Physical design covers several related aspects of adjustments to the databases, but deep down it's all about disk IO across the various files. Adding server memory nowadays is a fast and inexpensive affair, so the limiting operational performance in the host of most database systems is the IO throughput. Fast IO can be achieved numerous ways, but once you've established a baseline for the physical hardware and make sure you don't have any bottlenecks in disk controllers or bandwidth to your NAS, then what remains is spreading out the active database files across various drives and controllers to maximize the IO parallelism.
I use a couple different management queries to identify places where files should be split. These two queries below tell you where your usage is heaviest on your SQL instance:
WITH IOFORDATABASE ASThe files that pop out from this with the highest stall percentages should likely be split and spread. Of course you need to pay special attention to tempDB as it gets shared across all of the applications running on each particular instance (I'll have more to say about allocating tempDB in a later post).
DB_NAME(VFS.database_id) AS DatabaseName
,CASE WHEN smf.type = 1 THEN 'LOG_FILE' ELSE 'DATA_FILE' END AS DatabaseFile_Type
,SUM(VFS.num_of_bytes_written) AS IO_Write, SUM(VFS.num_of_bytes_read) AS IO_Read
,SUM(VFS.num_of_bytes_read + VFS.num_of_bytes_written) AS Total_IO
,SUM(VFS.io_stall) AS IO_STALL
FROM sys.dm_io_virtual_file_stats(NULL, NULL) AS VFS
JOIN sys.master_files AS smf ON VFS.database_id = smf.database_id
AND VFS.file_id = smf.file_id
GROUP BY DB_NAME(VFS.database_id), smf.type
ROW_NUMBER() OVER(ORDER BY io_stall DESC) AS RowNumber
,CAST(1.0 * IO_Read/ (1024 * 1024) AS DECIMAL(12, 2)) AS IO_Read_MB
,CAST(1.0 * IO_Write/ (1024 * 1024) AS DECIMAL(12, 2)) AS IO_Write_MB
,CAST(1. * Total_IO / (1024 * 1024) AS DECIMAL(12, 2)) AS IO_TOTAL_MB
,CAST(IO_STALL / 1000. AS DECIMAL(12, 2)) AS IO_STALL_Seconds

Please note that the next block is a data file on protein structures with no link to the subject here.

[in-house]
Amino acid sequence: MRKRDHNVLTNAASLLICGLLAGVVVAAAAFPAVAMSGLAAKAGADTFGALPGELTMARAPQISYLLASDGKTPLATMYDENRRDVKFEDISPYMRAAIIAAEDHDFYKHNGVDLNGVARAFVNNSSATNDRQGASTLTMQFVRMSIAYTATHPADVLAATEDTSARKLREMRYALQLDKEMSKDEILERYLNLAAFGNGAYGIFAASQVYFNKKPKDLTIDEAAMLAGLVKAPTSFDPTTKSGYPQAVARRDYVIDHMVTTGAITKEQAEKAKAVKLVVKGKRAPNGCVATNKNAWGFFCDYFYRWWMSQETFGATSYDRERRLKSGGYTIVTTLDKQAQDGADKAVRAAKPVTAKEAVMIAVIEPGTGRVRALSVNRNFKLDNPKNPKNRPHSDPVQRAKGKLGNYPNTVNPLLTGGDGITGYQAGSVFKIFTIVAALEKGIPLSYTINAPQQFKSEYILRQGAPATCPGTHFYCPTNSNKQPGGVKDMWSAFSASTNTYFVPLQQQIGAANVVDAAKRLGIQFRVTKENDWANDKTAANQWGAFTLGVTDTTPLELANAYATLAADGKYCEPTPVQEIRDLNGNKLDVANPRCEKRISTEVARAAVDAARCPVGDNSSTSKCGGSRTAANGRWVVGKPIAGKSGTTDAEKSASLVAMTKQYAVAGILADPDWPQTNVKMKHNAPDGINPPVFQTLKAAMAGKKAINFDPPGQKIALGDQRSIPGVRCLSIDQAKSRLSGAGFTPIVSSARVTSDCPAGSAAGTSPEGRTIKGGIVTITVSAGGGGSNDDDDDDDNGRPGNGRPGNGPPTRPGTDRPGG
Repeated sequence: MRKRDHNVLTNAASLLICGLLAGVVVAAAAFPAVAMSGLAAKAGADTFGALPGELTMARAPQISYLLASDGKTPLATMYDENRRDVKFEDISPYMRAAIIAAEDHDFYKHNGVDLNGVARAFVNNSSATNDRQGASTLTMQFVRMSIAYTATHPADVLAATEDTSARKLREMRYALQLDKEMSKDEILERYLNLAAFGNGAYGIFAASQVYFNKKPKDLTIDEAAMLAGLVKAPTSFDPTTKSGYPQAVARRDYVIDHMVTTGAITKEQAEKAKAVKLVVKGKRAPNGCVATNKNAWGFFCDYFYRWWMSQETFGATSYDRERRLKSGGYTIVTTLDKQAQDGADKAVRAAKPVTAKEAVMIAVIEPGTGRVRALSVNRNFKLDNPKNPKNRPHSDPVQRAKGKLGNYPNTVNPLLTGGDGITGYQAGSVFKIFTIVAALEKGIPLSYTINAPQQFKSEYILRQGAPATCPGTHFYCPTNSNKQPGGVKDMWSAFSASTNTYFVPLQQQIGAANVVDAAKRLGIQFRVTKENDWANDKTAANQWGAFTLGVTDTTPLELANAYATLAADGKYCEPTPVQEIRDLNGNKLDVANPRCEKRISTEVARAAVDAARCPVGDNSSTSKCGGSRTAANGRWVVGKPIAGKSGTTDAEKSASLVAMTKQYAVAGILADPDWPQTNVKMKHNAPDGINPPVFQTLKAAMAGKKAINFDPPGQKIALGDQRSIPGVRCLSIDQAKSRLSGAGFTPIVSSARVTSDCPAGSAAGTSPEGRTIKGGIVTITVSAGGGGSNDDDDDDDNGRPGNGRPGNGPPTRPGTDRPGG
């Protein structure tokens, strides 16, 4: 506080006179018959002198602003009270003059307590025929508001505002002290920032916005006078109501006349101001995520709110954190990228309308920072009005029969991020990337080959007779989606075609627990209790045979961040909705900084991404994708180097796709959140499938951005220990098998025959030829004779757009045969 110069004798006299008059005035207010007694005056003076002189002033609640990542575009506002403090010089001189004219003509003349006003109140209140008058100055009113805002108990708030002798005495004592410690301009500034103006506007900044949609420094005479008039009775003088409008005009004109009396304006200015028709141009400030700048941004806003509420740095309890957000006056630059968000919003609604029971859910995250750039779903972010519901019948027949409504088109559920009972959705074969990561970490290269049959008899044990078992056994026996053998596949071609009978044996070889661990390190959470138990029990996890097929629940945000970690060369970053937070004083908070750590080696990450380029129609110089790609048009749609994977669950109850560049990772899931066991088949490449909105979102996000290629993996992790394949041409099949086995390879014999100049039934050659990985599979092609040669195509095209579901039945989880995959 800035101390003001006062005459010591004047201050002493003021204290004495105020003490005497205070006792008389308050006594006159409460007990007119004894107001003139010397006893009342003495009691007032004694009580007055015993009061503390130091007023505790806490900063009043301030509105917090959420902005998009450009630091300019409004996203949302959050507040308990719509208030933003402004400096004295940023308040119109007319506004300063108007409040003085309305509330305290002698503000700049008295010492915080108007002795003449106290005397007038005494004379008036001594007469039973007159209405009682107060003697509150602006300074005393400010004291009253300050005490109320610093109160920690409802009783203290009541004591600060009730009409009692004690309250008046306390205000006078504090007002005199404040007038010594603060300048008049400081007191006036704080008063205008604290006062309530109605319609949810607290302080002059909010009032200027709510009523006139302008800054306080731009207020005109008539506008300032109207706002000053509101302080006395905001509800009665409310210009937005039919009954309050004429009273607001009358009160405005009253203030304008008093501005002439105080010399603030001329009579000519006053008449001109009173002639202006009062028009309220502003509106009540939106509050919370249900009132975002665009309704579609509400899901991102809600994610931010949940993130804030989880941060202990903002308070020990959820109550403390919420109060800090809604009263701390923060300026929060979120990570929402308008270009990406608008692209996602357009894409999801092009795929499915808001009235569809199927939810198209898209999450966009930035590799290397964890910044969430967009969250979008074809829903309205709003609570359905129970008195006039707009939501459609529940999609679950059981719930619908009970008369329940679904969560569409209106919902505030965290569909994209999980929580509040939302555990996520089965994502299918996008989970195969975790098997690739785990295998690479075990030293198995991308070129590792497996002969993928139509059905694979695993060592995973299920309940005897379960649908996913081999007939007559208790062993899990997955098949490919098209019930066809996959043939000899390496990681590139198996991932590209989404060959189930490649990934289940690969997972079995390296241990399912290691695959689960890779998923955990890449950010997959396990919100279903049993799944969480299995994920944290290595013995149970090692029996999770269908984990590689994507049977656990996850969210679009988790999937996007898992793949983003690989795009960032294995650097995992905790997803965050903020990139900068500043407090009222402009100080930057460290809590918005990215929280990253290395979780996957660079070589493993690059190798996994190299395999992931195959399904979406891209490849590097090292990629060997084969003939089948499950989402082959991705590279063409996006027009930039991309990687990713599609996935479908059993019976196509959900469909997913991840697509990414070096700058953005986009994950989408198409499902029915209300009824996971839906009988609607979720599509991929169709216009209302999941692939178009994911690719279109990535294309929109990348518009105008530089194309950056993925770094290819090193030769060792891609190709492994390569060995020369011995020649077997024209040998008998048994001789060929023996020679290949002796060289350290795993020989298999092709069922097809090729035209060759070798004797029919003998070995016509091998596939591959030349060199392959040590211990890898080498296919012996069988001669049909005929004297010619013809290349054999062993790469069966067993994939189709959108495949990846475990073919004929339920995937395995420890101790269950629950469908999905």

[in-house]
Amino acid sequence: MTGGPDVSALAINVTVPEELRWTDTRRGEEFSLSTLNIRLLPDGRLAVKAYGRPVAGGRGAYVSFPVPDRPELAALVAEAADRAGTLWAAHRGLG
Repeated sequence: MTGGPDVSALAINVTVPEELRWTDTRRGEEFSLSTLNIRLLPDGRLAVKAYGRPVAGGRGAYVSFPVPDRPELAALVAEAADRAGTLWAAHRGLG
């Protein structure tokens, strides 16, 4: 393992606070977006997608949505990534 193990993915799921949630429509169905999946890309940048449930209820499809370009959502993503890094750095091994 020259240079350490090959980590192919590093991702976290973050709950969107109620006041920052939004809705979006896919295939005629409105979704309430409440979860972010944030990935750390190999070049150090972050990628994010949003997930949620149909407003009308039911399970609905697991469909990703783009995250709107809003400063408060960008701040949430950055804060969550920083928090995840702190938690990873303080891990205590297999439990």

,CAST(100. * IO_STALL / SUM(IO_STALL) OVER() AS DECIMAL(10, 2)) AS IO_STALL_Pct
ORDER BY IO_STALL_Seconds DESC;
select db_name(mf.database_id) as database_name, mf.physical_name,
left(mf.physical_name, 1) as drive_letter,
vfs.num_of_writes, vfs.num_of_bytes_written, vfs.io_stall_write_ms,
mf.type_desc, vfs.num_of_reads, vfs.num_of_bytes_read, vfs.io_stall_read_ms,
from sys.master_files mf
join sys.dm_io_virtual_file_stats(NULL, NULL) vfs
on mf.database_id=vfs.database_id and mf.file_id=vfs.file_id
order by vfs.num_of_bytes_written desc
Once you've split up and created multiple files for your heavily used logs and databases, it's time to dig into some deeper level detail. This query below shows you table IO activity on a particular database; you should select your database connection (or add a USE statement) to see the details of one database at a time.
SELECT TableName = object_name(s.object_id),This will show you which specific tables are being heavily read and written to. Not infrequently I like to take the heavyweights and move them to their own filegroup.
Reads = SUM(user_seeks + user_scans + user_lookups), Writes = SUM(user_updates)
FROM sys.dm_db_index_usage_stats AS s
INNER JOIN sys.indexes AS i ON s.object_id = i.object_id
AND i.index_id = s.index_id
WHERE objectproperty(s.object_id,'IsUserTable') = 1
AND s.database_id = DB_ID()
GROUP BY object_name(s.object_id)
ORDER BY writes DESC
You can do more IO tuning down at the query level, but that's a topic for another post.